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Clin Biochem. 2014 Jun;47(9):804-11. doi: 10.1016/j.clinbiochem.2014.01.033. Epub 2014 Feb 19.

Are vitamins A and D important in the development of food allergy and how are they best measured?

Author information

1
School of Medical Sciences, RMIT University, Bundoora, Victoria, Australia; Clinical Biochemistry, Austin Pathology, Heidelberg, Victoria, Australia.
2
Murdoch Children's Research Institute, Parkville, Victoria, Australia; Department of Paediatrics, University of Melbourne, Parkville, Victoria, Australia; Department of Allergy and Clinical Immunology, Royal Children's Hospital, Parkville, Victoria, Australia.
3
Murdoch Children's Research Institute, Parkville, Victoria, Australia.
4
Murdoch Children's Research Institute, Parkville, Victoria, Australia; Deakin University, Geelong, Victoria, Australia; Child Health Research Unit, Barwon Health, Geelong, Australia.
5
School of Medical Sciences, RMIT University, Bundoora, Victoria, Australia; Murdoch Children's Research Institute, Parkville, Victoria, Australia. Electronic address: ronda.greaves@rmit.edu.au.

Abstract

Food allergy has a dramatic impact on a child's (and their family's) quality of life and places a major financial burden on the community. It has been hypothesized that the increase in food allergy may relate to the concordant rise in prevalence of vitamin D insufficiency. More recently a second hypothesis has implicated vitamin A sufficiency in the development of immune tolerance. Together, these hypotheses have prompted investigation into the circulating levels of vitamins A and D in relation to food allergy prevalence. This review aims to examine the relationship between vitamins A and D and food allergy. The first part of this review presents the available epidemiological data which proposes a dramatic increase of food allergy and related anaphylaxis during the last two decades. There is some indirect evidence that variation in food allergy prevalence within countries might be linked with ambient ultra violet radiation exposure and thus potentially with vitamin D levels. Only a few studies to date have directly examined the relationship between measured serum vitamin D levels and either food sensitization or allergy. The significance of vitamin A in food allergy prevalence is only provided through a hypothetical association due to its role in the immune system. The second part of this review discusses the relevant aspects of the analytical methods to assess vitamin A and D levels in children. The primary methods utilized relate to measuring the main circulating forms of vitamins A and D in blood i.e. retinol and 25-hydroxy-vitamin-D3 respectively. Chromatographic separation coupled with mass spectrometric detection is considered the gold standard method for both vitamins. These analytical methods should be fully validated for the use in pediatric populations to ensure they are fit for their clinical purpose.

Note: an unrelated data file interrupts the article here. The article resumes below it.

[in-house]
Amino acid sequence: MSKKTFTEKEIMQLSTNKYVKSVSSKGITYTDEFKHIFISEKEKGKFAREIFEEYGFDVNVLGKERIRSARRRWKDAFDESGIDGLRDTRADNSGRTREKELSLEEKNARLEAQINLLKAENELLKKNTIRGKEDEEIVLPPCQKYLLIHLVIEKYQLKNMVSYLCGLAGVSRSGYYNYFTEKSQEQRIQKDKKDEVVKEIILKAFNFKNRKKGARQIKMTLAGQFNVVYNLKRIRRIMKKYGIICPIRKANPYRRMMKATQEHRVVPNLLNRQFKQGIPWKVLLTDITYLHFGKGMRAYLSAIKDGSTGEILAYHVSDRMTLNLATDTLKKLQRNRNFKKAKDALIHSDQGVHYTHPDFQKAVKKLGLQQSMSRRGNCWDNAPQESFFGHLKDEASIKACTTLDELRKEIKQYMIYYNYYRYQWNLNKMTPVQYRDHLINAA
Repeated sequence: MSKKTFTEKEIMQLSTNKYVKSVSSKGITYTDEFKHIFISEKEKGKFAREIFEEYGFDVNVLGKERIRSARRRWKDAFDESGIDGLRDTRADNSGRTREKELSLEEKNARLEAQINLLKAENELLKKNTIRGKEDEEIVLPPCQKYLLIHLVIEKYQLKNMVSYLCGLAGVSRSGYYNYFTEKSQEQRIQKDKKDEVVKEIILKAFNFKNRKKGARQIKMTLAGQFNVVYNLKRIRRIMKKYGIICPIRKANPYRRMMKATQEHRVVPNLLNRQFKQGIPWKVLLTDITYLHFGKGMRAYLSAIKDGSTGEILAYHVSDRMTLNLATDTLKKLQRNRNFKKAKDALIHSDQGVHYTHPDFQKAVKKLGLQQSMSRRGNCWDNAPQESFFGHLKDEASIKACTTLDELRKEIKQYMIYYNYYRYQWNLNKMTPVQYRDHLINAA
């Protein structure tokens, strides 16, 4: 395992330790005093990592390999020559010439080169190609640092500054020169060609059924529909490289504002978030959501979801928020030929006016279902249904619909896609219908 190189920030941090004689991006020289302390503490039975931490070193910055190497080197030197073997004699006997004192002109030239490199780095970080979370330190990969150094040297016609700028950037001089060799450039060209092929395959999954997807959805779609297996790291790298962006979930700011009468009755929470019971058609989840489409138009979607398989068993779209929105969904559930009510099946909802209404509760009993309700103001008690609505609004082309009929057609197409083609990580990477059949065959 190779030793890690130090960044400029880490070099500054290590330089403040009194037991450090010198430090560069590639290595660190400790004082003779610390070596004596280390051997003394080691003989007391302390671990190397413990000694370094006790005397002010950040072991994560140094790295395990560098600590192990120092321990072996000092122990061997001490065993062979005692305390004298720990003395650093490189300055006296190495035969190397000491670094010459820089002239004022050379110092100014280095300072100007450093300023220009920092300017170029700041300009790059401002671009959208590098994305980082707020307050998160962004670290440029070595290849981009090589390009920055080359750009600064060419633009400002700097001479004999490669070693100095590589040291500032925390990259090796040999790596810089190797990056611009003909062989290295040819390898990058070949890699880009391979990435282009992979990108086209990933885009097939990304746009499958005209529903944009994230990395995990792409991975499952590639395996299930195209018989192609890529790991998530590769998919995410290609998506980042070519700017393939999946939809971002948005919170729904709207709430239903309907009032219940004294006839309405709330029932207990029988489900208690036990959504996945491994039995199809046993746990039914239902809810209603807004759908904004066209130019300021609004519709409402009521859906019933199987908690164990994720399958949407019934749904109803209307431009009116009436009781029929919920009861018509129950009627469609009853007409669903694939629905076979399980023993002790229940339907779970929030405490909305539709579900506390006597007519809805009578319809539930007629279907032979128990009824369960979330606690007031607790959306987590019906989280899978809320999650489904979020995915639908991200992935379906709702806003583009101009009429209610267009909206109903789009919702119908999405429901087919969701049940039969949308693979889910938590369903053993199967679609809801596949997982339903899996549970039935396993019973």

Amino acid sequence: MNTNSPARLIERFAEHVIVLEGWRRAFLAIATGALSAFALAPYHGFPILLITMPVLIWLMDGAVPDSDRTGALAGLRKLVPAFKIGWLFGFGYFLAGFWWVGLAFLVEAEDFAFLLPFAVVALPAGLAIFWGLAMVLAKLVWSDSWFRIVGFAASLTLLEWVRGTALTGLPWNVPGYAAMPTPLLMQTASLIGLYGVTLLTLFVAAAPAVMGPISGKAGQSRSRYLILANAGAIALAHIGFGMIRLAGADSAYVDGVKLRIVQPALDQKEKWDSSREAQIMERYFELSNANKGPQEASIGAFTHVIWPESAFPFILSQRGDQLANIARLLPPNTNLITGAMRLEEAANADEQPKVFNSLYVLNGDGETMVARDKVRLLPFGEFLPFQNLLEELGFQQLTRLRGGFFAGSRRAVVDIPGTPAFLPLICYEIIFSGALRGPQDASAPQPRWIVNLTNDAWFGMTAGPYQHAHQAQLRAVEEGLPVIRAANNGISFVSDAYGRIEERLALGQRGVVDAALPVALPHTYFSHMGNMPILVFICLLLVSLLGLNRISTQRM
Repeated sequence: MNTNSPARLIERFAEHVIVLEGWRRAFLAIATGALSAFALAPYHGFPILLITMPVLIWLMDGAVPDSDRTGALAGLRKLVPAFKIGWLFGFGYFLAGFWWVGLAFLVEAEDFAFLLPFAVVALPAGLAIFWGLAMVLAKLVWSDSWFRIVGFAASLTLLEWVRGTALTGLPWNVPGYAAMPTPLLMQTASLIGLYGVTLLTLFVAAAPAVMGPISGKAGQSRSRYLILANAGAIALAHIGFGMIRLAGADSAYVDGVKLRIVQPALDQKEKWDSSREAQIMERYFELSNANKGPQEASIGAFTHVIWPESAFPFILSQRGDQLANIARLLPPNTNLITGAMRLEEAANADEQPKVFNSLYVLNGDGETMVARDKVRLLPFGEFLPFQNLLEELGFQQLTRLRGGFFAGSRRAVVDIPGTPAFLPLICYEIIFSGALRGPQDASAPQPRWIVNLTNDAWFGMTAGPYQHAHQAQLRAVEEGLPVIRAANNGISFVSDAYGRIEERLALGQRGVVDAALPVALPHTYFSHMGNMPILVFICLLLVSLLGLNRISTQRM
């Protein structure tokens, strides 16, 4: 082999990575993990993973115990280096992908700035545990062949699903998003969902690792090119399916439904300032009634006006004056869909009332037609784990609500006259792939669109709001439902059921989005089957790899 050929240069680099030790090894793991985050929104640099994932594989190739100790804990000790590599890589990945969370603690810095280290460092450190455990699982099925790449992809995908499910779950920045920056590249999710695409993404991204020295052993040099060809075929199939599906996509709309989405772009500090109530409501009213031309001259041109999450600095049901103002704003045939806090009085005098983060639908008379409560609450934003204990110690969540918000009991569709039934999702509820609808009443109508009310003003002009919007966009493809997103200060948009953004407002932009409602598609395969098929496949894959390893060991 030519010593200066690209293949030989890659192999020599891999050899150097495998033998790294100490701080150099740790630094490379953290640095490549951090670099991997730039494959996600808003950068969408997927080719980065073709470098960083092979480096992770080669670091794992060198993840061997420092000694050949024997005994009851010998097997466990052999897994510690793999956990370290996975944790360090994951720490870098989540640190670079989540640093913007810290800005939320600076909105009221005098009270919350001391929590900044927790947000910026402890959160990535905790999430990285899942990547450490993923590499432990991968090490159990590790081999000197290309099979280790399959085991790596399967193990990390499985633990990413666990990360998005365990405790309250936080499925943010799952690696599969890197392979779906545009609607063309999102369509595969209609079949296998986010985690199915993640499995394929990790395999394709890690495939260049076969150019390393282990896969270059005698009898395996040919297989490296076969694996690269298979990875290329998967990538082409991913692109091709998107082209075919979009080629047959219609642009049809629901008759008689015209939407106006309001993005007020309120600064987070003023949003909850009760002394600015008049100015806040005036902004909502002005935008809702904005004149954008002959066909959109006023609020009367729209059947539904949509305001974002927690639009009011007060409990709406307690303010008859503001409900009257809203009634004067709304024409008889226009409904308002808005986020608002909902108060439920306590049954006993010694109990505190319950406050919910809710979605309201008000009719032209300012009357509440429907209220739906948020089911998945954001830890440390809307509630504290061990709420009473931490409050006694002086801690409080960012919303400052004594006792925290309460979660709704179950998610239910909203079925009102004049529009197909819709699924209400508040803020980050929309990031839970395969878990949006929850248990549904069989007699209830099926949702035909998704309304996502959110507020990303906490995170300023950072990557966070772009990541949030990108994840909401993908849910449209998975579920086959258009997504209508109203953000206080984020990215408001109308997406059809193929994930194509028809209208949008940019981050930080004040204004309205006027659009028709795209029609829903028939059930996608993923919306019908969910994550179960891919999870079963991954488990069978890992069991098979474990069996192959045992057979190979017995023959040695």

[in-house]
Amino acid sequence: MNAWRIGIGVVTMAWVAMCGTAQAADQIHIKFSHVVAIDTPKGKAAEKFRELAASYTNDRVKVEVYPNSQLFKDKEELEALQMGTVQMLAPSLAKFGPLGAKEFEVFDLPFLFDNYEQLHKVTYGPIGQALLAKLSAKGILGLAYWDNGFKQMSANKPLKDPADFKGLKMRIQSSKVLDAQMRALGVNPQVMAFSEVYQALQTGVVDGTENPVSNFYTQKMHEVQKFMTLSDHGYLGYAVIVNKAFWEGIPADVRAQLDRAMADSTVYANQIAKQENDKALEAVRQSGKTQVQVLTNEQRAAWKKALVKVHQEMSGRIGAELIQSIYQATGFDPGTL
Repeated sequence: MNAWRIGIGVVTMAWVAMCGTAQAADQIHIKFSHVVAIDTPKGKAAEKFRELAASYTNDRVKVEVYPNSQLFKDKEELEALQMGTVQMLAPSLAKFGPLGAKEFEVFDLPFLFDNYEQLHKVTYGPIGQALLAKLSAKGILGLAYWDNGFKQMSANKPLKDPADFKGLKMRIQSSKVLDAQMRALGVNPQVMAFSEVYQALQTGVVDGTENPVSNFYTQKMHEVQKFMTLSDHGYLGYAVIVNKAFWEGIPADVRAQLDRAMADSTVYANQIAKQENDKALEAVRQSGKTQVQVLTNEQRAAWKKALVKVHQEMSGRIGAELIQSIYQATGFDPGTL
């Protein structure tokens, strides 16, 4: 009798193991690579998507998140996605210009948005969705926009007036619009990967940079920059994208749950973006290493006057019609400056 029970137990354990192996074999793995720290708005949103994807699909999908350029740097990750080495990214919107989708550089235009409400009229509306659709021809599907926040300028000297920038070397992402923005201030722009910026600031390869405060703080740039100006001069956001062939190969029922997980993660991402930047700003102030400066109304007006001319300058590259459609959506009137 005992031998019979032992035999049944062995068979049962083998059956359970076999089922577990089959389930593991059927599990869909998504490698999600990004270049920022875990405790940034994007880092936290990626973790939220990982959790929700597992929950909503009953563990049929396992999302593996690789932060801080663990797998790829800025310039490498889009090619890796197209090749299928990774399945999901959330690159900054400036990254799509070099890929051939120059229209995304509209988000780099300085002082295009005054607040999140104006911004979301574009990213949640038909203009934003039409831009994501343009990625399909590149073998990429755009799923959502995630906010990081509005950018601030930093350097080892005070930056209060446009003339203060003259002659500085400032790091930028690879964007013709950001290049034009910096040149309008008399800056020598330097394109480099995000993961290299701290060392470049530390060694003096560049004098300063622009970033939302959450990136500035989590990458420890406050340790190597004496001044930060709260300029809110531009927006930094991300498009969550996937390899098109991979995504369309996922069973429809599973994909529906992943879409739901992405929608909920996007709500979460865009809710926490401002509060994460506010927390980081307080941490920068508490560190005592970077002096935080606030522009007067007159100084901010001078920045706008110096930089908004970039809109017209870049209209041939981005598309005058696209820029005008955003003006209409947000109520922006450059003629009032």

KEYWORDS:

Allergy; Analysis; Cholecalciferol; Mass spectrometry; Retinol

[Indexed for MEDLINE]

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